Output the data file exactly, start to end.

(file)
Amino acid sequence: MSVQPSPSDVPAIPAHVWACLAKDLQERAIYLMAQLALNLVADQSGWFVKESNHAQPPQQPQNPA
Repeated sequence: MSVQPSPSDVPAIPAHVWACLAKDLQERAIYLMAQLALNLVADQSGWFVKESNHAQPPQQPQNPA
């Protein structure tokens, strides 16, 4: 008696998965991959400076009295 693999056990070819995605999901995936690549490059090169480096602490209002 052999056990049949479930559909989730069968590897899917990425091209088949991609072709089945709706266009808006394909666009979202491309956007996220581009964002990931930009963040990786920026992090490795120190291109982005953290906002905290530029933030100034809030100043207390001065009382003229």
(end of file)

Amino acid sequence: MSVQPSPSDVPAIPAHVWACLAKDLQERAIYLMAQLALNLVADQSGWFVKESNHAQPPQQPQNPA
Repeated sequence: MSVQPSPSDVPAIPAHVWACLAKDLQERAIYLMAQLALNLVADQSGWFVKESNHAQPPQQPQNPA
């Protein structure tokens, strides 16, 4: 008696998965991959400076009295 693999056990070819995605999901995936690549490059090169480096602490209002 052999056990049949479930559909989730069968590897899917990425091209088949991609072709089945709706266009808006394909666009979202491309956007996220581009964002990931930009963040990786920026992090490795120190291109982005953290906002905290530029933030100034809030100043207390001065009382003229």